The Pilbara region has been gaining a lot of attention in the last few decades. Here’s a quick rundown of its history and what’s going on now.
As exploration continues to ramp up throughout the country, the state of Western Australia has been gaining extra exposure through its coveted Pilbara region.
Spanning over 500,000 square kilometers with a population of less than 100,000 people, the Pilbara has proven to be an undervalued, underexplored region in the last few decades. Many major miners have gotten in on the area’s resources in recent years with ton(ne)s to show for it.
With so much activity in the area lately, it begs some questions: Why did it take so long to be discovered in the first place? How did the hype begin?
While there is evidence indicating that Aboriginal populations have occupied the Pilbara for thousands of years, some suggesting over 40,000 years, European explorers didn’t arrive in the region until the mid-1800s. It is believed that Francis Thomas Gregory, who documented an 1861 expedition through the region, was the first European to explore the area.
The potential for mining in the Pilbara did not become apparent until almost a century later, when government surveyors examined Mount Goldsworthy in 1938 and discovered an iron content of 65.66 percent with estimated reserves of more than 6 million tonnes. It was that same year, however, that Australia’s federal government prohibited the export of iron ore with World War II on the horizon.
Fast forward to 1957, when prospector Stan Hilditch discovered a major iron ore deposit at Mount Whaleback while searching for manganese, according to BHP (ASX:BHP,NYSE:BHP,LSE:BLT). Hilditch kept the discovery hidden until the early 1960s when the iron ore export ban was lifted, and, with business partner Charles Warman, began investing in the area.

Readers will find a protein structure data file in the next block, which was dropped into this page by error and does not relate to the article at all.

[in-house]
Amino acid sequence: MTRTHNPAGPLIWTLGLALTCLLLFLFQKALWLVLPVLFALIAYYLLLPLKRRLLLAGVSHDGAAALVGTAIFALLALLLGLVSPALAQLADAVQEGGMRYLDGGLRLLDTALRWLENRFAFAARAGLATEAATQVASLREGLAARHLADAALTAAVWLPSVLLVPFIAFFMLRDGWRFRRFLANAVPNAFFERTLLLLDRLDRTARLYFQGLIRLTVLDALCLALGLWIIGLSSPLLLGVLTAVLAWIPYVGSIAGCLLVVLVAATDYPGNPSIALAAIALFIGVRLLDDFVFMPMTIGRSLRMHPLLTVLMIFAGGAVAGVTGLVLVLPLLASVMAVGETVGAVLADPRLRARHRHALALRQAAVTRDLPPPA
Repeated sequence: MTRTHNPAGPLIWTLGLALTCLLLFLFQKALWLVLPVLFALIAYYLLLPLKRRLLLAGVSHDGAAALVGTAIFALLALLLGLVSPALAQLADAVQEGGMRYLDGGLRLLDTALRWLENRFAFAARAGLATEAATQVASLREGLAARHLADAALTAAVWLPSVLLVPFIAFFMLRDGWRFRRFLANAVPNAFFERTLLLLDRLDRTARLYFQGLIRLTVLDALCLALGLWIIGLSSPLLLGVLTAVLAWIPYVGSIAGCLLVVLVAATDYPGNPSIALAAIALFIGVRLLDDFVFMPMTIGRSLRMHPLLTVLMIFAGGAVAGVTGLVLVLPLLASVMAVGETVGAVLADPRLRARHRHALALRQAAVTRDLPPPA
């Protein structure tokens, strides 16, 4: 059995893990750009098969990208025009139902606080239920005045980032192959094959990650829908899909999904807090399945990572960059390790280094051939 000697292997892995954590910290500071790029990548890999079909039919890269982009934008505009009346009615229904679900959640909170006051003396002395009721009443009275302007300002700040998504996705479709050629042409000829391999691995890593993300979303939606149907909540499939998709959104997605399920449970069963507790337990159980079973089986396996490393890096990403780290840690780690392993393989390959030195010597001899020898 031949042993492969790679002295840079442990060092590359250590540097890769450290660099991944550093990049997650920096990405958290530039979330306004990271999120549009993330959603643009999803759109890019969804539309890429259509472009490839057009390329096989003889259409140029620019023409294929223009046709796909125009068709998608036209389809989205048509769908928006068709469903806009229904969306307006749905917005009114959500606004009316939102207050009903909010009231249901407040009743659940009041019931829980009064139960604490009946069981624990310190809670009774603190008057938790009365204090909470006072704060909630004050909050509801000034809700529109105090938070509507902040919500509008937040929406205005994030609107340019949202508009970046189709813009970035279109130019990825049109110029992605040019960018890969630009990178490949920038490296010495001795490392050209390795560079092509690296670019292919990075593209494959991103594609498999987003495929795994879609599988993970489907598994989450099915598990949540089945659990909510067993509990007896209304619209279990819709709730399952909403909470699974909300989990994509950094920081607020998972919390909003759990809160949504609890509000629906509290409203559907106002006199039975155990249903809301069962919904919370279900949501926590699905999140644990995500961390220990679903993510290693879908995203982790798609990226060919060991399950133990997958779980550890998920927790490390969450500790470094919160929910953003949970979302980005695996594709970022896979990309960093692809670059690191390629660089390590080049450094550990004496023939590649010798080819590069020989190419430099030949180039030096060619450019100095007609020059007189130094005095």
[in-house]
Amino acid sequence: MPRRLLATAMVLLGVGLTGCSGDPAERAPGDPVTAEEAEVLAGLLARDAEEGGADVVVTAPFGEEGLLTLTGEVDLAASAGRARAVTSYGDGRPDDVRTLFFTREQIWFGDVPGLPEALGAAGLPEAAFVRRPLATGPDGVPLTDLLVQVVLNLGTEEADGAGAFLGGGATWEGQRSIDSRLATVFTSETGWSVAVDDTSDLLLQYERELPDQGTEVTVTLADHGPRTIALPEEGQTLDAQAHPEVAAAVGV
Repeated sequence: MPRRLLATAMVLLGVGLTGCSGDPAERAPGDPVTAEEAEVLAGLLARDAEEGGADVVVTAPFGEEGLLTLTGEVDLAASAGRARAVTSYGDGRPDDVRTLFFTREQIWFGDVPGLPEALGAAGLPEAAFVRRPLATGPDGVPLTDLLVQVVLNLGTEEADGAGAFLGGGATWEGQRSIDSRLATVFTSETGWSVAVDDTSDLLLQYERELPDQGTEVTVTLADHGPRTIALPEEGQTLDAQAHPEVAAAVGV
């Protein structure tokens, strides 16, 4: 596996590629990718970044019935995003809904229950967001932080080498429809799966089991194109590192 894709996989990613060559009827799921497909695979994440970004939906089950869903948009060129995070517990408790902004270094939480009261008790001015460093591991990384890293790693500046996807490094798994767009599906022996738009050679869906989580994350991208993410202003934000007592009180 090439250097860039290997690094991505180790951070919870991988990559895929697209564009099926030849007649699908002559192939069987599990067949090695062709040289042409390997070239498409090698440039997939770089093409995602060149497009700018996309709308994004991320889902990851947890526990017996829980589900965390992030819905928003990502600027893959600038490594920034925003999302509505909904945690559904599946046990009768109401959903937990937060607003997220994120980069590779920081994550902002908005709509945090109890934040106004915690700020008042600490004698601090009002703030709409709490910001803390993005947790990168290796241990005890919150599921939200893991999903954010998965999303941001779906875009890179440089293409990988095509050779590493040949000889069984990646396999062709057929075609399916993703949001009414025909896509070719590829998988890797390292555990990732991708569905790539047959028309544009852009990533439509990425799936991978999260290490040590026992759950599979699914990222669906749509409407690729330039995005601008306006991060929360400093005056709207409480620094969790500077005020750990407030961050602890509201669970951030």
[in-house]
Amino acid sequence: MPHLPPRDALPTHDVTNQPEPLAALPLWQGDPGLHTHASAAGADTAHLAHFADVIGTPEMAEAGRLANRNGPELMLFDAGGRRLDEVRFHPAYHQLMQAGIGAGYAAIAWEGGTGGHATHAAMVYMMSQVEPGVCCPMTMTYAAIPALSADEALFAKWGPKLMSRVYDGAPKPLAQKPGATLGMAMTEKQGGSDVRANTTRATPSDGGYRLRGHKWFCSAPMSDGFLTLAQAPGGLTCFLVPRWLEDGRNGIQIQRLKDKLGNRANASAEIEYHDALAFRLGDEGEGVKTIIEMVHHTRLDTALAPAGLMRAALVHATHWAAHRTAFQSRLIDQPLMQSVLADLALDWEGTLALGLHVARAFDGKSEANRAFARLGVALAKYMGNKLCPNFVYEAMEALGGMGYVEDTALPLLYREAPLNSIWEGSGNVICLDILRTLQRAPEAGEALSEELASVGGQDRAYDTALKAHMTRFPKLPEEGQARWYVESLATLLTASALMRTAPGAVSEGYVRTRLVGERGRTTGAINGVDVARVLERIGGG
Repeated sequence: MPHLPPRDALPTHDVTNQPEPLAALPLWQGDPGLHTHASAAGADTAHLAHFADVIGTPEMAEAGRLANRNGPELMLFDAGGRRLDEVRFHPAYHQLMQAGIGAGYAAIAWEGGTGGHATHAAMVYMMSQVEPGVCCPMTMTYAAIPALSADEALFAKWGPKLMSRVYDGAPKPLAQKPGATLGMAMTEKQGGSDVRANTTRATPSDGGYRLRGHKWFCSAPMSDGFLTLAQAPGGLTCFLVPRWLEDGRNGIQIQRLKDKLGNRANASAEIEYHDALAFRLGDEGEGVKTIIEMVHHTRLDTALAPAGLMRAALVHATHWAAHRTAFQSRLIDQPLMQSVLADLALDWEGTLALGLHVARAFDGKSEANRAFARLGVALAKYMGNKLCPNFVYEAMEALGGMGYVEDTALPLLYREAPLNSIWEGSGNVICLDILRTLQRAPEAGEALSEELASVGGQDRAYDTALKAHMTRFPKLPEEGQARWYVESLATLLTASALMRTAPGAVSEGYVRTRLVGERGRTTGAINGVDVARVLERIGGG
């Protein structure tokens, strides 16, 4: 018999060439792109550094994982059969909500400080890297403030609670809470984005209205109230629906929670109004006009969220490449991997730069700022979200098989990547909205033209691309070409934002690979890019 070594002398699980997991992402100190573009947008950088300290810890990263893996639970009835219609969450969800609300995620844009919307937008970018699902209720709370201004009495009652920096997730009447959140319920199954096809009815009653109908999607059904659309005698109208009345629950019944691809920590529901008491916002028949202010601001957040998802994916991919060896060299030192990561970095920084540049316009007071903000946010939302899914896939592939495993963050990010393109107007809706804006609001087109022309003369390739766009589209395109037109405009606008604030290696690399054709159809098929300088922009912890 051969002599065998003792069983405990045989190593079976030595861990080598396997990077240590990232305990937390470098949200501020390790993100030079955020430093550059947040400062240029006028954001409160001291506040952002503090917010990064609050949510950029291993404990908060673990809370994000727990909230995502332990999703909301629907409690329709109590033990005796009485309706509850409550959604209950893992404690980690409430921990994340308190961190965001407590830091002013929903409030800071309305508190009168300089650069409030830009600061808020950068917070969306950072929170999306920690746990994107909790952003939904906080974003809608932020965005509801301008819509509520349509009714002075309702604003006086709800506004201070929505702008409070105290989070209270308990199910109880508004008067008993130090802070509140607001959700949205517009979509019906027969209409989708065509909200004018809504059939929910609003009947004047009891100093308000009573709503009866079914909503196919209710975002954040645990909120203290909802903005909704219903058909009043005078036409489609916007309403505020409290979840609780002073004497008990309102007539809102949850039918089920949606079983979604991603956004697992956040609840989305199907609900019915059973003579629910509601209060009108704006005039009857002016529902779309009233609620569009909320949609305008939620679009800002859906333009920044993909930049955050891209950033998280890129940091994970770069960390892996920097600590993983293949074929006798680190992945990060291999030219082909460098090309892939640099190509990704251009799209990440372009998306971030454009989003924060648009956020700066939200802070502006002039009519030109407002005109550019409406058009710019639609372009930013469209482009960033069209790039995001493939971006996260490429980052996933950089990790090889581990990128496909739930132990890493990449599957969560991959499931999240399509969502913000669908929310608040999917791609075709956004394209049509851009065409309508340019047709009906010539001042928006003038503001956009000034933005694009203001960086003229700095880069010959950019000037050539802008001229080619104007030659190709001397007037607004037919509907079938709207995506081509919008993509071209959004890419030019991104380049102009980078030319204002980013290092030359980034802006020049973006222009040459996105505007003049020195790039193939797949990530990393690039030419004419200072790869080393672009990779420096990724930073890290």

Mount Goldsworthy was successfully obtained in a 1962 joint venture by Consolidated Goldfields Australia, Cyprus Mines Corporation of Los Angeles and the Utah Construction and Mining Company of San Francisco, together called the Mount Goldsworthy Mining Associates. Four years later, the trio would open the Goldsworthy mine, with the mine’s first ore shipment taking place in August of that year.
The years that followed saw BHP obtain majority ownership of what later became the Mount Whaleback mine, and another major investor make its way into the area, Rio Tinto (ASX:RIO,NYSE:RIO,LSE:RIO), which opened its first Pilbara iron ore mine, Mount Tom Price, in 1966.
Ongoing projects in the Pilbara
Iron ore is known as one of Australia’s most prominent exports on a national scale, and, according to a 2014 report from Regional Development Australia, approximately 95 percent of it is produced in the Pilbara. Similarly, 70 percent of the country’s natural gas is produced in the region.
With numbers like those, it’s not surprising that international mining hotshots like Rio Tinto and BHP have made long term investments in the area. BHP prides itself on having been involved with Pilbara’s iron ore deposits for over 65 years, referring to the commodity as a “constant pillar” in its operations.
Meanwhile, Rio has been slowly but surely building up its presence in the area with 17 iron ore mines, four port terminals, a 1,700 kilometer rail network and related infrastructure. The most recent addition to the company’s Pilbara repertoire came early last October, when Rio, in conjunction with Hancock Prospecting, opened the Baby Hope mine as part of its Hope Downs iron ore operation.
Other companies with significant stakes in the area include Fortescue Metals Group (ASX:FMG,OTCQX:FSUMF), which owns three mine sites, a heavy haul railway and the five berth Herb Elliott Port in Port Hedland, and Atlas Iron (ASX:AGO), which currently operates its Mount Webber and Abydos mines in the Pilbara.